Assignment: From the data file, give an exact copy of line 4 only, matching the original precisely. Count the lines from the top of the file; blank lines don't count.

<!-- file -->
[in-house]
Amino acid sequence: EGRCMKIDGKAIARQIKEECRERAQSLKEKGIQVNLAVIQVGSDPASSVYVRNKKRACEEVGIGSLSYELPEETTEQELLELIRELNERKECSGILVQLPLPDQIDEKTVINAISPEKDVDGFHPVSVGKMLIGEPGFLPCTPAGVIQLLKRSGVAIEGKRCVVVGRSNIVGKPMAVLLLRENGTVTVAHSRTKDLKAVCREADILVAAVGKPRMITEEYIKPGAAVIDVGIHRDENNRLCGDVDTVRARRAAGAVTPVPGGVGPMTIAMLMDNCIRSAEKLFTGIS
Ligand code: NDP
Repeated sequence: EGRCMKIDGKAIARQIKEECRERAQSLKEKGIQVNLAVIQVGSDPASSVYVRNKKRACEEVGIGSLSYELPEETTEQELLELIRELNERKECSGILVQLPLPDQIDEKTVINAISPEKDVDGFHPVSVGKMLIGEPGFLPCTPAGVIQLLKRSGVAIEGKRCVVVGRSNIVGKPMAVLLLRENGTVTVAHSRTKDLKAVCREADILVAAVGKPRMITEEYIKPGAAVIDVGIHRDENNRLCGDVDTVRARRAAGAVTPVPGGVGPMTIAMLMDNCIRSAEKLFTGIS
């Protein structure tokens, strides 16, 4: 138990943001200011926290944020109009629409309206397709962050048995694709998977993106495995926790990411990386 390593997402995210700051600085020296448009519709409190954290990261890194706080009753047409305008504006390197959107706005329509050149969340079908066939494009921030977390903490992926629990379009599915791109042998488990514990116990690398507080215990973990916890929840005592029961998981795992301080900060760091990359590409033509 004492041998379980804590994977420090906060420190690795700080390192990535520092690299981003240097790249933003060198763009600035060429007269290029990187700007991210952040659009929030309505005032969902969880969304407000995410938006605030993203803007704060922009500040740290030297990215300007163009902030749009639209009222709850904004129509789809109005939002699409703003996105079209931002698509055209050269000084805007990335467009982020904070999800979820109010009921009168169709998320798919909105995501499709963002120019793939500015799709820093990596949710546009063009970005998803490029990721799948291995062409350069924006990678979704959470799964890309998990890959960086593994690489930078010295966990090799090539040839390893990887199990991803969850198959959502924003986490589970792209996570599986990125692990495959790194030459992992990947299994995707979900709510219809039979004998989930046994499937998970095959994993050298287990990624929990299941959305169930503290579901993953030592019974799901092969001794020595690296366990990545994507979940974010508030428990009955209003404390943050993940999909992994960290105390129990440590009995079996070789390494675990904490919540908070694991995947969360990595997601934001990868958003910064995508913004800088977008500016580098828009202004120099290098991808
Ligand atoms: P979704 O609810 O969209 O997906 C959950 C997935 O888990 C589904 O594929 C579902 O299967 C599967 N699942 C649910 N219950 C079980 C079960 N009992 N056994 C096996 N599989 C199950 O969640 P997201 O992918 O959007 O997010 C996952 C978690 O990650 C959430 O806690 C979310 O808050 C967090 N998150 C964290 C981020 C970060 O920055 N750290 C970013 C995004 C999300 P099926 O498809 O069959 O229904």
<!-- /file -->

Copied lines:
Repeated sequence: EGRCMKIDGKAIARQIKEECRERAQSLKEKGIQVNLAVIQVGSDPASSVYVRNKKRACEEVGIGSLSYELPEETTEQELLELIRELNERKECSGILVQLPLPDQIDEKTVINAISPEKDVDGFHPVSVGKMLIGEPGFLPCTPAGVIQLLKRSGVAIEGKRCVVVGRSNIVGKPMAVLLLRENGTVTVAHSRTKDLKAVCREADILVAAVGKPRMITEEYIKPGAAVIDVGIHRDENNRLCGDVDTVRARRAAGAVTPVPGGVGPMTIAMLMDNCIRSAEKLFTGIS